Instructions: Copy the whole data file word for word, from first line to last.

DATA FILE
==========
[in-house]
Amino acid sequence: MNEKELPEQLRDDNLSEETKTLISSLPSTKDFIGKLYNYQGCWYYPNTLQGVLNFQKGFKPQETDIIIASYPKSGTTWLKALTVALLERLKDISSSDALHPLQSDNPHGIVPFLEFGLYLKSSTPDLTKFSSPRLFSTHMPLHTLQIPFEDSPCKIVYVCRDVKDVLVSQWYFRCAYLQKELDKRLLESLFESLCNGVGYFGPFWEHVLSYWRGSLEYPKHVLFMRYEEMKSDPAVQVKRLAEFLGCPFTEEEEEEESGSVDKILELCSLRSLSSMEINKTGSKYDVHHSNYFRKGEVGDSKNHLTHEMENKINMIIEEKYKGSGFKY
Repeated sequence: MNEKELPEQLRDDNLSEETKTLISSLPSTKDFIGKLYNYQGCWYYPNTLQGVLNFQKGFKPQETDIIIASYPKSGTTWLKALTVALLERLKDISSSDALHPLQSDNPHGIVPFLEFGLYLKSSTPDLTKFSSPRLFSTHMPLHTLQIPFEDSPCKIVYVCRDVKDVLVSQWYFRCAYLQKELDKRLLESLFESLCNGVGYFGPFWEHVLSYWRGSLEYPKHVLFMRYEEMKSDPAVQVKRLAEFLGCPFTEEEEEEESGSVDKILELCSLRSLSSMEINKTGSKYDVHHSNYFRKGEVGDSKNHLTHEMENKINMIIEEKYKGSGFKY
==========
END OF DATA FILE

[in-house]
Amino acid sequence: MNEKELPEQLRDDNLSEETKTLISSLPSTKDFIGKLYNYQGCWYYPNTLQGVLNFQKGFKPQETDIIIASYPKSGTTWLKALTVALLERLKDISSSDALHPLQSDNPHGIVPFLEFGLYLKSSTPDLTKFSSPRLFSTHMPLHTLQIPFEDSPCKIVYVCRDVKDVLVSQWYFRCAYLQKELDKRLLESLFESLCNGVGYFGPFWEHVLSYWRGSLEYPKHVLFMRYEEMKSDPAVQVKRLAEFLGCPFTEEEEEEESGSVDKILELCSLRSLSSMEINKTGSKYDVHHSNYFRKGEVGDSKNHLTHEMENKINMIIEEKYKGSGFKY
Repeated sequence: MNEKELPEQLRDDNLSEETKTLISSLPSTKDFIGKLYNYQGCWYYPNTLQGVLNFQKGFKPQETDIIIASYPKSGTTWLKALTVALLERLKDISSSDALHPLQSDNPHGIVPFLEFGLYLKSSTPDLTKFSSPRLFSTHMPLHTLQIPFEDSPCKIVYVCRDVKDVLVSQWYFRCAYLQKELDKRLLESLFESLCNGVGYFGPFWEHVLSYWRGSLEYPKHVLFMRYEEMKSDPAVQVKRLAEFLGCPFTEEEEEEESGSVDKILELCSLRSLSSMEINKTGSKYDVHHSNYFRKGEVGDSKNHLTHEMENKINMIIEEKYKGSGFKY